Pay raises are getting smaller, but consumer prices continue to rise. If the trend in shrinking worker pay raises continues, it could mean stalled consumer spending and a halt to economic growth.
Earlier this year, some 20,000 salaried workers of Ford, mainly in the United States and Canada, got their first hike in base pay in two years. It wasn't much: a raise of 2.7 percent, on average. But the Dearborn, Michigan, automaker threw in some bonuses in 2011 and again this year.
These days, that looks downright generous.
The annual pay raise — something workers could once rely on — has become a lot more iffy in the aftermath of the Great Recession. Despite rising corporate profits, average wage hikes aren't keeping pace with inflation. Some new workers are being paid less than they would have been five years ago, by some estimates. Hourly earnings for production and nonsupervisory workers rose so little in the fiscal year ending in May that their growth rate tied a 47-year record low, government data show. Given the tight labor market, even those who have kept their jobs have had limited bargaining power on wages and benefit.
"It's a buyer's market for employers," sums up Linda Barrington, managing director of Cornell University's Institute for Compensation Studies in New York.
If pay raises continue to shrink, the trend could crimp consumer spending and overall economic growth.
Consider the government's data on salaries: For the fiscal year that ended in March, wages and salaries grew an average 1.7 percent, according to the Bureau of Labor Statistics (BLS) Employee Cost Index. During the same period, consumer prices rose 2.7 percent. And there is little relief in sight.
"We're expecting another economic slowdown in the US in the second half of this year," says Gad Levanon, macroeconomic research director at the Conference Board in New York. "With the unemployment rate declining slowly, if at all, there are still a lot of job seekers, and employers will still have the upper hand in wage determination. So I expect very low wage growth even through 2013," he says.
To be sure, workers in high-demand sectors, such as high technology or mining, can often command above-average raises, experts say. Also, current workers appear more likely to be getting a raise than new hires are. That may explain why separate private surveys — from WorldatWork, a global human resources organization based in Scottsdale, Arizona, and the Hay Group, a Philadelphia-based global management consultant — showed employers last year projecting budget increases for 2012 salaries at nearly twice the rate of the government's figures: a median 3 percent.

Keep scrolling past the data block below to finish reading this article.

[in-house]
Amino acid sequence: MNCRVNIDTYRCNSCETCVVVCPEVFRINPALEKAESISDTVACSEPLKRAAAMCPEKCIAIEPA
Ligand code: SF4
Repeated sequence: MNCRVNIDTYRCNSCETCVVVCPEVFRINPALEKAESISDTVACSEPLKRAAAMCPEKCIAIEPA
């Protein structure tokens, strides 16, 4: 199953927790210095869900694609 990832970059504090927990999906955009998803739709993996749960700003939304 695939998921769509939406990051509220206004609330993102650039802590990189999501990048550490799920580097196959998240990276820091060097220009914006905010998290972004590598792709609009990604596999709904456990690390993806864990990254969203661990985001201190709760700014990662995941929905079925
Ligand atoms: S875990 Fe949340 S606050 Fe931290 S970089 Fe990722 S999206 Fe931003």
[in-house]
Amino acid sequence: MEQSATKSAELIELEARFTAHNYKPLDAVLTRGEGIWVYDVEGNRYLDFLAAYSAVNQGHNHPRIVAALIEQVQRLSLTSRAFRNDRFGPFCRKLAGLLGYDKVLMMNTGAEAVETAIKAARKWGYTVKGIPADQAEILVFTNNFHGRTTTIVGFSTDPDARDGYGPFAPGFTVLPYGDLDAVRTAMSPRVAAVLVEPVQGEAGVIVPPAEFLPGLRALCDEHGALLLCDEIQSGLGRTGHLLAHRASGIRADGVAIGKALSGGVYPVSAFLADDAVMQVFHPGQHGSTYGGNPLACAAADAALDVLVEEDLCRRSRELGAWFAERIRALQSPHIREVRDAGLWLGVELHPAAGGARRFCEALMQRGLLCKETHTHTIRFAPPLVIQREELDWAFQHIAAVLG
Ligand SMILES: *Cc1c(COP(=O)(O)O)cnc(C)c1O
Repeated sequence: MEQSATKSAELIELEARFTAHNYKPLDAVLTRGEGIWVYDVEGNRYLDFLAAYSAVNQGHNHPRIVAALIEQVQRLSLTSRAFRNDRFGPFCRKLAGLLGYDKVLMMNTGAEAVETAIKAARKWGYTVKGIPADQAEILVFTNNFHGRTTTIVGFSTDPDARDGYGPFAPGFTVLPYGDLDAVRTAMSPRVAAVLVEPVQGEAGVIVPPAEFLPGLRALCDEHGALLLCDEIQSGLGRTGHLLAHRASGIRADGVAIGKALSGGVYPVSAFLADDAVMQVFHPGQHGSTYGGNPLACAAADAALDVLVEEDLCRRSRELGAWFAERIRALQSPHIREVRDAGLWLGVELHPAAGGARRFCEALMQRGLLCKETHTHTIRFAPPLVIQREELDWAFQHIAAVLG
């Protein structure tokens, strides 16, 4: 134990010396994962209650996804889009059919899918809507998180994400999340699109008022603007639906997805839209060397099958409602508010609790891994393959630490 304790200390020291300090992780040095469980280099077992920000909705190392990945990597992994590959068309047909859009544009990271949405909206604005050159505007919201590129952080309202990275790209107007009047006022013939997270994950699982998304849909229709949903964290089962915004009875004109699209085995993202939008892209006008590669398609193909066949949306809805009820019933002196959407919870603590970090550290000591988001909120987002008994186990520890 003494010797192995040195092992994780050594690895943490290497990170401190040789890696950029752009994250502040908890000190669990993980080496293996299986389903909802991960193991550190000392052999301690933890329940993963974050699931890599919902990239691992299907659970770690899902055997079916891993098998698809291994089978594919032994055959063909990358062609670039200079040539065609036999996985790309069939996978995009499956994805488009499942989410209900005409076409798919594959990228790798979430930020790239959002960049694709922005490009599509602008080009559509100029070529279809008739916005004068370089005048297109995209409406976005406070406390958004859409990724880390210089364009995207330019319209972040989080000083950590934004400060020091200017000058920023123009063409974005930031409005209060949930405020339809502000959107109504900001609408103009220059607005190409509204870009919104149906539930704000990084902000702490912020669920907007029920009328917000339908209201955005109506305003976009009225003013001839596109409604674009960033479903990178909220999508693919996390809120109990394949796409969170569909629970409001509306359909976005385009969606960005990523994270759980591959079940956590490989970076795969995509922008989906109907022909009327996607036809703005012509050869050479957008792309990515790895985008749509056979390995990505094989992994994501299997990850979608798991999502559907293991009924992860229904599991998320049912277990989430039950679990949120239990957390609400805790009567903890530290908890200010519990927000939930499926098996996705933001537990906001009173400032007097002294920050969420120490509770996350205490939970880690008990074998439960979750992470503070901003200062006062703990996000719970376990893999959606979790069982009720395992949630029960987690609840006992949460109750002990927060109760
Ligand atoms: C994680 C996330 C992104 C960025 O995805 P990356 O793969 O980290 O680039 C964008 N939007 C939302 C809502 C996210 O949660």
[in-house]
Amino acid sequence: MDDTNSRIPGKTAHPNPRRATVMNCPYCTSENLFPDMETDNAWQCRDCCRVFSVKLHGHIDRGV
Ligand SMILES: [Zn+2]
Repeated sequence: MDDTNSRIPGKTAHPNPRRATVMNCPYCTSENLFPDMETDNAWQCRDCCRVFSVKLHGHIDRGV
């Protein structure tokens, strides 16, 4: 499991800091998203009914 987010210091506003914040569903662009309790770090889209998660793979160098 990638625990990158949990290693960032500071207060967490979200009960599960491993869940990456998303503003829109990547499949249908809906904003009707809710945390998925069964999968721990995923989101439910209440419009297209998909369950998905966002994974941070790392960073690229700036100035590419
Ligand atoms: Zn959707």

Even these raises are not dazzling by some historical standards. "In periods of expansion over the past decade, wage growth has been in the 3 to 5 percent range," reports Mr. Levanon. He is one of the authors of the conference board's report, "Feeling the pain: Wage growth in the United States during and after the Great Recession," published this spring.
Clearly, the wage picture hasn't thrilled employees, either. In a survey released in April, Glassdoor.com, an online jobs and career community based in Sausalito, California, found that less than half of respondents — 43 percent — were expecting a raise in the next 12 months, compared with more than 38 percent who weren't.
Less than 50 percent optimism "isn't good news," says Rusty Rueff, a director at Glassdoor.com, but it was the first time since 2008 that the optimists had outweighed the pessimists. When it comes to raises, employees "are still under water, but there might be a chance to put our head up soon," he adds.
So how can employees get a pay hike in these hard times? Part of the challenge, some experts say, is to prepare in advance of your performance review or request for a pay raise. Understand both the financial condition of your employer and how you've contributed to the organization. Then, proceed to ask in a confident manner for the pay hike you want.
To ease the sometimes tricky process, Salary.com, a career-management website based in Waltham, Mass., that offers salary information for various industries, provides several tips:
Don't be afraid to ask for a raise, especially during a performance review.
Provide a list of your accomplishments over the past year when broaching the subject of a raise, and show how this record of achievement relates to the amount of increased compensation you're seeking.
Be specific: Cite a dollar amount of base pay increase and bonus that you feel you deserve.
If you don't get the base pay hike you want, ask if you can make up the difference with some other concession, such as company stock or added vacation time. If the increase involves a bonus based on performance goals, ask if you can be re-reviewed, say, in six months.